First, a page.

The premise is all too familiar; starry eyed village girl leaves her village behind for the bright lights [when there is indeed light] of Lagos carrying the hopes and dreams of her entire family on her shoulders.
Of what extraction would such a person be if not the very epitome of Ibadan Mesiogo?
Claiming to represent the ancient town of Aiyetoro, she declares to anyone who cares to listen; Suliat Kan, Aiyetoro kan……. everyone in Aiyetoro is just like me!
Founded in 1947 by a group of Seraphim settlers who had left their previous dwellings after violent clashes with members of the Oro cult, Aiyetoro [loosely translated to mean happy city] underwent very rapid development on account of the hard work and industry of it’s citizens.
One of the most remarkable achievements of these people was the building of a seven mile canal linking the village with the then inland waterways.
They didnt wait for development to come to them, they made it happen.
Fast forward to 2008 and things have certainly taken a drastic turn for the worse in Aiyetoro…just like the rest of Nigeria.
The once industrious town’s flag is now proudly hoisted by Suliat, our heroine.
Jenifa is not so much a Nigerian home video as it is an event.
This movie happened on an unsuspecting nation and it happened it’s way across practically every class in our society.
I believe this was a lost teaching moment.
In my thirty odd years as a citizen of the Federal Republic of Nigeria, I cannot remember [correct me if I am wrong] a single policy of successive governments that has managed to alter people’s behaviour without the use of force.
It just never happens…our central governments never manage to think that far.
You might say WAI [War Against Indiscipline] succeeded in making Nigerians cleaner people but that was achieved practically at gunpoint.
We promptly went back to our dirty ways as soon as we had a government with different priorities.
Recently I was reading an interview Oliver Stone gave about his 1987 film Wall Street
He said he had created the Gordon Gecko character to be viewed in a negative light by the public….perhaps even a hate figure.
To his utter amazement, the public fell in love with him and he became cool.
Today the famous line uttered by Gordon in that movie ‘Greed is good’….is now part of movie legend.
There is indeed a message in Jenifa.
But the producers are too weak to make it the central point of the movie.
They were too busy, perhaps unwittingly, glamourising the caricatures they created and disguised as characters.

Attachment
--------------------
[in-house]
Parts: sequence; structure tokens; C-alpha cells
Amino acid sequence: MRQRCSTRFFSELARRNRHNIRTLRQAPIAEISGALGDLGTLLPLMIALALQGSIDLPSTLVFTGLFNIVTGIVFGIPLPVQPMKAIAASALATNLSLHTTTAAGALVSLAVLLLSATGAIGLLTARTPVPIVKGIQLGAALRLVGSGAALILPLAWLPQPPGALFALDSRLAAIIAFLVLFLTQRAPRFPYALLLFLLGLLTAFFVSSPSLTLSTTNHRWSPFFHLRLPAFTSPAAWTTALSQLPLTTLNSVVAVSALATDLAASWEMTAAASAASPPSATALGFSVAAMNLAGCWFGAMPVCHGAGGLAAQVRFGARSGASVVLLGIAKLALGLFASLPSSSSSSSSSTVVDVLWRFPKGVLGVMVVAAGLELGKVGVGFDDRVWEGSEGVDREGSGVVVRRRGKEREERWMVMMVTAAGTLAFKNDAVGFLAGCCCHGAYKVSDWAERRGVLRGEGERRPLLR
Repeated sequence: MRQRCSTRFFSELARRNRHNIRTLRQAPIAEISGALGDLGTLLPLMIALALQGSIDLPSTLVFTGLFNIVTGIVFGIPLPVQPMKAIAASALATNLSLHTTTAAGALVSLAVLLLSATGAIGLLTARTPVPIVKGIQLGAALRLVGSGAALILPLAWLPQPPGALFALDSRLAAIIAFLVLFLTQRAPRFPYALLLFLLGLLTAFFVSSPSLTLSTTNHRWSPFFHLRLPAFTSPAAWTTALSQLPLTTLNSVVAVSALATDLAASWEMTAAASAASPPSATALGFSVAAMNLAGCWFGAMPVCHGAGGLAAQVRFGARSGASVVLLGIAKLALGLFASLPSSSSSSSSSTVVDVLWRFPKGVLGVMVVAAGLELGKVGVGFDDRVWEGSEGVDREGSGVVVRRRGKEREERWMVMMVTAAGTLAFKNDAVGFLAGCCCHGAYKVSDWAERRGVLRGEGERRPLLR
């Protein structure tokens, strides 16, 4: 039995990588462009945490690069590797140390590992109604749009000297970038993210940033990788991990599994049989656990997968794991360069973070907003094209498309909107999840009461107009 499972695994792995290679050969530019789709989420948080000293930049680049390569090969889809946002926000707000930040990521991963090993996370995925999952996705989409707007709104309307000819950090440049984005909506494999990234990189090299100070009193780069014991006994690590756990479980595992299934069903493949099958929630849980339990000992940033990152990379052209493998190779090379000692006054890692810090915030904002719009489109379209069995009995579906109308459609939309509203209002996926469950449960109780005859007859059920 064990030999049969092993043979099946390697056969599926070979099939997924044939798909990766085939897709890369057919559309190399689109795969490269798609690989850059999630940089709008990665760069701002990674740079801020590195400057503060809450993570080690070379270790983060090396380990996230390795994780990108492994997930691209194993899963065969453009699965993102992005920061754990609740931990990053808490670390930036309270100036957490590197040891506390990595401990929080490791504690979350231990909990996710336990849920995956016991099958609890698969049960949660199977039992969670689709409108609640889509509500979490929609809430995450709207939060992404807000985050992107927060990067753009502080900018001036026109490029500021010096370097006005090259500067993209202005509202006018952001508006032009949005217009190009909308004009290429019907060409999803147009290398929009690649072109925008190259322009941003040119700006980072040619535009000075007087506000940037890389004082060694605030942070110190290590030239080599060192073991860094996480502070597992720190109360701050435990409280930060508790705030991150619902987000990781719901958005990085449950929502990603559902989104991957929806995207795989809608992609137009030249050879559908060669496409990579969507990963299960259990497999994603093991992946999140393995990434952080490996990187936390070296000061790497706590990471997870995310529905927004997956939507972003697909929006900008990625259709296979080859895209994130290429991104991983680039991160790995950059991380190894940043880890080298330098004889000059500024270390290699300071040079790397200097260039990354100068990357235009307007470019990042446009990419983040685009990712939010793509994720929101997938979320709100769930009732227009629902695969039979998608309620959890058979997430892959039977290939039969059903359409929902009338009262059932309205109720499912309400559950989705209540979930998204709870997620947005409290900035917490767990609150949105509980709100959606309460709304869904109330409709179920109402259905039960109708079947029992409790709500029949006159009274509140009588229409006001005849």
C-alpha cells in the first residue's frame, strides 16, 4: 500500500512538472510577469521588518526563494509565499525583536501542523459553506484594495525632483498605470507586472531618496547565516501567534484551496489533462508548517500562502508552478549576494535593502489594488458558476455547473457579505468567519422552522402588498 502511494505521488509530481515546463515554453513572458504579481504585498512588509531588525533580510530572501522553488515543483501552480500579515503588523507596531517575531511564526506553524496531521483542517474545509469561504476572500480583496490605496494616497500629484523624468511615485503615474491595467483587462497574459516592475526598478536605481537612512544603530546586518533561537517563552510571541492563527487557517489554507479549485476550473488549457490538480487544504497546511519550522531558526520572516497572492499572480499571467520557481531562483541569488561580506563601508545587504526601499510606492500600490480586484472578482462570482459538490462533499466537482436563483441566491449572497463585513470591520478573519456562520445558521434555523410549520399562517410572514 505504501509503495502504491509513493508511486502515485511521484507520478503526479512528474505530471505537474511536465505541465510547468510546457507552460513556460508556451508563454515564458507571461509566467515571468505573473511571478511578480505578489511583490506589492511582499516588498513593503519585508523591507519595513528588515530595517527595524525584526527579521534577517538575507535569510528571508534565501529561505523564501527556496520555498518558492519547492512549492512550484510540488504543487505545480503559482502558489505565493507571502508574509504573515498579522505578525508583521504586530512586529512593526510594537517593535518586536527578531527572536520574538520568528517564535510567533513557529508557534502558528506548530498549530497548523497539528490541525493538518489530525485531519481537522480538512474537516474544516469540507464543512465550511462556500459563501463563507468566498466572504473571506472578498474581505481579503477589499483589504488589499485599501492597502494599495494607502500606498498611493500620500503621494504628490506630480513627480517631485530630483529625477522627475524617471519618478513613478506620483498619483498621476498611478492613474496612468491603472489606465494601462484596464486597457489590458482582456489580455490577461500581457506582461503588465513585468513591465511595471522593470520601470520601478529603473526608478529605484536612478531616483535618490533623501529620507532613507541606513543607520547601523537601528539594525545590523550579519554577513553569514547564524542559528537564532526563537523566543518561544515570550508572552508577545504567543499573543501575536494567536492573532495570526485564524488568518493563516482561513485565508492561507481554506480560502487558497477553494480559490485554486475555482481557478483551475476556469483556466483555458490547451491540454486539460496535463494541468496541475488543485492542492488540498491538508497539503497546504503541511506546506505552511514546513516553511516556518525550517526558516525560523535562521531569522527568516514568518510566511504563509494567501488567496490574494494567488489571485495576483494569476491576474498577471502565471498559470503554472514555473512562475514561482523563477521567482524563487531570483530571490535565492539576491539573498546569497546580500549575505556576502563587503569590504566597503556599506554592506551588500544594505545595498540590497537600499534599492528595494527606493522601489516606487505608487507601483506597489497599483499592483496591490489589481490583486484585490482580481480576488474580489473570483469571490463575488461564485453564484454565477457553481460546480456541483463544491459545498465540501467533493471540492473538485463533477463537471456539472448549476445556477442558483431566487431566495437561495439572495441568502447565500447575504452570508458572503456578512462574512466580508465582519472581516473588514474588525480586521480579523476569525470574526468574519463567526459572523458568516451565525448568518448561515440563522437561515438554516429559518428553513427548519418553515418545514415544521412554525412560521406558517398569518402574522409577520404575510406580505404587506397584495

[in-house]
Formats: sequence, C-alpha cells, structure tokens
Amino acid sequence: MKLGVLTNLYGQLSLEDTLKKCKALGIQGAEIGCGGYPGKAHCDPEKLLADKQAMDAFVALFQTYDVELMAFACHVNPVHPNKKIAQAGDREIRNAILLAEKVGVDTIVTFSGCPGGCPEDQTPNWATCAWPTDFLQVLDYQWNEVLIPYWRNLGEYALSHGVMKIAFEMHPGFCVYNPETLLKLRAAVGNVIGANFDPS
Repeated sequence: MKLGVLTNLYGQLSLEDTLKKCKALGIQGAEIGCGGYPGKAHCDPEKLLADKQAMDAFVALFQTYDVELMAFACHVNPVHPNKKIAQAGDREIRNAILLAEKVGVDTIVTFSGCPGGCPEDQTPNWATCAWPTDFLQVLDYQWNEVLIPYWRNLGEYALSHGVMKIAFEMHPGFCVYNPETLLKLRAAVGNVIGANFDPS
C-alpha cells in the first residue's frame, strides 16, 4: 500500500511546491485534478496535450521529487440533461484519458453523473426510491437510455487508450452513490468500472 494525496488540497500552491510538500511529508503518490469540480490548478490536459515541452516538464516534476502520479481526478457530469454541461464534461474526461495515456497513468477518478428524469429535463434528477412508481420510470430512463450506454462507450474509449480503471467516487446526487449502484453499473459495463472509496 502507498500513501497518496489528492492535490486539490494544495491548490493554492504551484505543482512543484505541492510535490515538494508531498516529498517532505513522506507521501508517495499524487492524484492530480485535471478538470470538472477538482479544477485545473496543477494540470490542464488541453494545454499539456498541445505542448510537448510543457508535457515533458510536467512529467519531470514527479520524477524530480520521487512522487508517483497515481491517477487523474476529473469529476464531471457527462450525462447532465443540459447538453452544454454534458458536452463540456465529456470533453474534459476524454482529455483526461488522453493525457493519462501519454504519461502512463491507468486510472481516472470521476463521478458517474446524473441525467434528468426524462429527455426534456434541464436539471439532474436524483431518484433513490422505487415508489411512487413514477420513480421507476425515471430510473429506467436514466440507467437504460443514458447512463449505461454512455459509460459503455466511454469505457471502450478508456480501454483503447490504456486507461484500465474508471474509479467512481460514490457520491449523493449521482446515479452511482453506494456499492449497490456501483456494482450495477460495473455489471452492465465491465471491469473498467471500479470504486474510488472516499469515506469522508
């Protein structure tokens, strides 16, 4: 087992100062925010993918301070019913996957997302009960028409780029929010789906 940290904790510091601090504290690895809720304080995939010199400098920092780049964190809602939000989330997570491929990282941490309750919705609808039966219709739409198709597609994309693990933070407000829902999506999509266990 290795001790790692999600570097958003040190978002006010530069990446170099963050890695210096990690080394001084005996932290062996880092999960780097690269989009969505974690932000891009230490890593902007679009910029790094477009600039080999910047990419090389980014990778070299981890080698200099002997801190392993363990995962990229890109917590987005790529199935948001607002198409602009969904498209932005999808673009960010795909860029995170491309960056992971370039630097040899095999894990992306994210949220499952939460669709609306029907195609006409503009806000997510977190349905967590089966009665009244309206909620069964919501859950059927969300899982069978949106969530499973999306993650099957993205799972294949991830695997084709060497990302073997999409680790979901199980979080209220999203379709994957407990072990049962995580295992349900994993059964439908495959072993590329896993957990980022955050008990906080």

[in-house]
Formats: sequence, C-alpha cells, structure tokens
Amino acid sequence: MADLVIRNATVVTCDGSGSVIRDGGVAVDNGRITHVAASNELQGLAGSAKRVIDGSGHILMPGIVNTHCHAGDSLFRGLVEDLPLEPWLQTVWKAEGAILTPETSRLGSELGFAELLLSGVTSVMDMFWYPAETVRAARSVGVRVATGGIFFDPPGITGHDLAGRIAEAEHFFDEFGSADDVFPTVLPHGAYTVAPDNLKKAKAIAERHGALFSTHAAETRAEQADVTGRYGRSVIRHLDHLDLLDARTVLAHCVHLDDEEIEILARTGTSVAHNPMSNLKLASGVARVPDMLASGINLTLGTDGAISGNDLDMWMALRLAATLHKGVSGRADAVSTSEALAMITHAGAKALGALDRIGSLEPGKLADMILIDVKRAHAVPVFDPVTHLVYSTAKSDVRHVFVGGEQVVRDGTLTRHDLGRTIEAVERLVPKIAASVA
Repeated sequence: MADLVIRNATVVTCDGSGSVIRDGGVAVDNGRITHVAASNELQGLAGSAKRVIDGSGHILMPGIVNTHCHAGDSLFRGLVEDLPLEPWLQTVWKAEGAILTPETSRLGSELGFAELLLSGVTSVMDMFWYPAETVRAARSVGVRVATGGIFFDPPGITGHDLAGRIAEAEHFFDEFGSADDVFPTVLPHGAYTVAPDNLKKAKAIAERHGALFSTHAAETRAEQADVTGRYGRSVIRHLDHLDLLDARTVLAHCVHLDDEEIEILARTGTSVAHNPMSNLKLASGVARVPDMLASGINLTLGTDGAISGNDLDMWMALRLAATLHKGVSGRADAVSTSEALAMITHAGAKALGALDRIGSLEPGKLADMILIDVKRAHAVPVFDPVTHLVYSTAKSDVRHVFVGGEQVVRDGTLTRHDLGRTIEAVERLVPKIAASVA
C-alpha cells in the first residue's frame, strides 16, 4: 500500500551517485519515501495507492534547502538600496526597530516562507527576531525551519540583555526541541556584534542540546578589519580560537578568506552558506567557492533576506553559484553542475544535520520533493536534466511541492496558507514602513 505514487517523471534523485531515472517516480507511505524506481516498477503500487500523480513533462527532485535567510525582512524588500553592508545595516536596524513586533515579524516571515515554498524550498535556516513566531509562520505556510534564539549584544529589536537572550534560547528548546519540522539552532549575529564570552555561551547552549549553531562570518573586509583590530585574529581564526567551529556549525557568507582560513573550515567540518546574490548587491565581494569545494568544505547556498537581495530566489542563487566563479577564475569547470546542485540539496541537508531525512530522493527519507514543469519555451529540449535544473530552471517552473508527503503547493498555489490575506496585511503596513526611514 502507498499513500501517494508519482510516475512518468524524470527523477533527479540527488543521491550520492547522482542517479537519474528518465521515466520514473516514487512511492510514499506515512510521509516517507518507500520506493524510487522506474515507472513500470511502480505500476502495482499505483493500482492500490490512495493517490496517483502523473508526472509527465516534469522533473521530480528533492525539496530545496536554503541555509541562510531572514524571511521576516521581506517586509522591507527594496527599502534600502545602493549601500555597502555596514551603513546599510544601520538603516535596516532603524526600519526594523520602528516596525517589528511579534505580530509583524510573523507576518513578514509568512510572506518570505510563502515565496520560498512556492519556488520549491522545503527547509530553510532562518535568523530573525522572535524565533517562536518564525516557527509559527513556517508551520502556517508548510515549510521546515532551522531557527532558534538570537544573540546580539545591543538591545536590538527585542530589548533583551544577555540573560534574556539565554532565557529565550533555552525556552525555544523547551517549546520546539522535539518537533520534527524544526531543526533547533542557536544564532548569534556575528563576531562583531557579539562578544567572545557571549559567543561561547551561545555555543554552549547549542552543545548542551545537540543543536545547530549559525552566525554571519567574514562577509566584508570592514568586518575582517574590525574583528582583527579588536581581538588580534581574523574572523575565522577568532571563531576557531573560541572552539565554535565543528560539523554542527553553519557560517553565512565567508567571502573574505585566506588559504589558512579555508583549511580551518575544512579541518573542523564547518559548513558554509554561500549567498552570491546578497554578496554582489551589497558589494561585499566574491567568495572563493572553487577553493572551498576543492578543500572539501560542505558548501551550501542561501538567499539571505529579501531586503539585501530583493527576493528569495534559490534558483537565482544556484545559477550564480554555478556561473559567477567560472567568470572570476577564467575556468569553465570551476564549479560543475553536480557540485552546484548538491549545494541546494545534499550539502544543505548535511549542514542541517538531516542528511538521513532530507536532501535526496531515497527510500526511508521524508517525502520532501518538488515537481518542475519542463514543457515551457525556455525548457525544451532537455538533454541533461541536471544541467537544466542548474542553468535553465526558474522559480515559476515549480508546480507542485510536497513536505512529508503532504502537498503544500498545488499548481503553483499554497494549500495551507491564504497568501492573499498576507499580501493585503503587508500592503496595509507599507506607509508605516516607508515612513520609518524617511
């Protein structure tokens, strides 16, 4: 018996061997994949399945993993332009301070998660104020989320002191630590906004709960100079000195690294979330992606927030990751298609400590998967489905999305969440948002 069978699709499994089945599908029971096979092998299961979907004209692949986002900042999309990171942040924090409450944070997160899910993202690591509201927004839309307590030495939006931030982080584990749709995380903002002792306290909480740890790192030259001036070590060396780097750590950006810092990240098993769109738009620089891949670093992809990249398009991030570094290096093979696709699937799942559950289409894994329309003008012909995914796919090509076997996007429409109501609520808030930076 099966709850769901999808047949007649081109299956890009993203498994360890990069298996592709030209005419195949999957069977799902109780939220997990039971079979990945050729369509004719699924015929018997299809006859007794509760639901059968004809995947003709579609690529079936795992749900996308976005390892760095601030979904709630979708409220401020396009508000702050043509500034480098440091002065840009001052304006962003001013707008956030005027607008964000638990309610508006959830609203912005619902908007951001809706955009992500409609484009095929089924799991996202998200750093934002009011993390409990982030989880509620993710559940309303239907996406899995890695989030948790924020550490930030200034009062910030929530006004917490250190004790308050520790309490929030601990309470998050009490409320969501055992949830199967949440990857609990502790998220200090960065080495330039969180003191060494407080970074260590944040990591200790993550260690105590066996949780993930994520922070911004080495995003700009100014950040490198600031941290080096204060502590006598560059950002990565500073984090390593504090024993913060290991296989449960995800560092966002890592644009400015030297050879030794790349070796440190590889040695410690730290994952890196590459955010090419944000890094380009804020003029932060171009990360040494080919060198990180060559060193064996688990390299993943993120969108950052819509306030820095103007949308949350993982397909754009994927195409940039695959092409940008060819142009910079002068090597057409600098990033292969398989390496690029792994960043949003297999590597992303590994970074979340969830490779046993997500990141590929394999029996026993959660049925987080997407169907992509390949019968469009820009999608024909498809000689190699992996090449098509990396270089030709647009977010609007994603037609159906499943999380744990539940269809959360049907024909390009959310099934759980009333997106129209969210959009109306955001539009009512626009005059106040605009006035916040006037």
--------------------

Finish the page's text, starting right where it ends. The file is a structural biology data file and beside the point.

They are shrewd enough to know that Nigerians love caricatures…..Baba Suwe
has had a long and successful career searing the caricature of the ultimate buffoon into the consciousness of Nigerians.
The list goes on… Dejo, Opebe Disable, Baba Sala, Alabi Yellow ….men who have made a career elevating buffoonery into an art form.
We do have a problem with the way our women are growing up having their self worth determined by money and money alone.
There is a social time bomb ticking with the amount of ladies on our campuses who are putting their body and their psyche through so much abuse to the point where it becomes normal to them.
The gratification is instant but the penalties are slow burning.
Simply put, women were not designed for the sort of thing they are putting themselves through on our various campuses these days.
We will begin to see the results of this when said women begin to have children of their own and raise a new generation.
Your guess is as good as mine as to how they will turn out.
The main problem with Jenifa as an event is that the case is not made sufficiently and forcefully enough that the perils of life as superficial as the ones on display on campuses are very real and damaging.
Gbogbo Bigs Girls [spelling correct?] is indeed made to look cool.
There is no hope whatsoever given, that the lifestyle of her crew can be resisted with any measure of success.
The message is that if you are poor and you come to University, you will be pimped and handed on a platter to some predator to have his way with you ..for a fee of course.
In this movie, the bad girls dont win but the good girls dont either!
And this is why I think a teaching moment was lost.
A chance to send a message to would be Suliats that you can come to campus and leave with your self esteem and dignity intact.
A message that this evil scourge can be successfully resisted even if it means such a person is the last girl standing.
The moment is gone now and we must wait for the next one….the event has happened…..but there will be another one.
God helping we will recognise it and make maximum use of it.
Movie makers should not shirk their responsibility to society because they they want to titillate and entertain Nigerians while making a fortune at the same time.
That, in my humble opinion, was the way it should have been Don Jazzied!
UPDATE: I think it’s also fair to say that the movie was quite funny in parts and made a lot of people laugh.
In these difficult times, I think it’s very important for Nigerians to get a good laugh now and again.